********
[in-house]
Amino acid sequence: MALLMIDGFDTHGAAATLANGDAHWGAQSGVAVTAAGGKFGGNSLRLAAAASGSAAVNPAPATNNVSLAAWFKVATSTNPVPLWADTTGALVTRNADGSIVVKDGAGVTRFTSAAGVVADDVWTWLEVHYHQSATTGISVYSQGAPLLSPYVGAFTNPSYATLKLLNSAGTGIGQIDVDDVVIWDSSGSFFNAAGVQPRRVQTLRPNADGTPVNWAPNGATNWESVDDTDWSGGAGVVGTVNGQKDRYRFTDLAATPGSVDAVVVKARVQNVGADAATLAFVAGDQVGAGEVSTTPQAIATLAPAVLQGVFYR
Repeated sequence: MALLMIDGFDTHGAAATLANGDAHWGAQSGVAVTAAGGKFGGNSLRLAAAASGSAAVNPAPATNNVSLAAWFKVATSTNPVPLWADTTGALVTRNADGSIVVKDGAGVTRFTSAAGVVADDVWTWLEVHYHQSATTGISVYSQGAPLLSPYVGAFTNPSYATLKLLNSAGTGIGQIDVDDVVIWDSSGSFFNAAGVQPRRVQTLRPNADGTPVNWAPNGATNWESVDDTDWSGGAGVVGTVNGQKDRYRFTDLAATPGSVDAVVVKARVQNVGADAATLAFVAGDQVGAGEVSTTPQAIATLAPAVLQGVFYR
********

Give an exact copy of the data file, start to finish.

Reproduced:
[in-house]
Amino acid sequence: MALLMIDGFDTHGAAATLANGDAHWGAQSGVAVTAAGGKFGGNSLRLAAAASGSAAVNPAPATNNVSLAAWFKVATSTNPVPLWADTTGALVTRNADGSIVVKDGAGVTRFTSAAGVVADDVWTWLEVHYHQSATTGISVYSQGAPLLSPYVGAFTNPSYATLKLLNSAGTGIGQIDVDDVVIWDSSGSFFNAAGVQPRRVQTLRPNADGTPVNWAPNGATNWESVDDTDWSGGAGVVGTVNGQKDRYRFTDLAATPGSVDAVVVKARVQNVGADAATLAFVAGDQVGAGEVSTTPQAIATLAPAVLQGVFYR
Repeated sequence: MALLMIDGFDTHGAAATLANGDAHWGAQSGVAVTAAGGKFGGNSLRLAAAASGSAAVNPAPATNNVSLAAWFKVATSTNPVPLWADTTGALVTRNADGSIVVKDGAGVTRFTSAAGVVADDVWTWLEVHYHQSATTGISVYSQGAPLLSPYVGAFTNPSYATLKLLNSAGTGIGQIDVDDVVIWDSSGSFFNAAGVQPRRVQTLRPNADGTPVNWAPNGATNWESVDDTDWSGGAGVVGTVNGQKDRYRFTDLAATPGSVDAVVVKARVQNVGADAATLAFVAGDQVGAGEVSTTPQAIATLAPAVLQGVFYR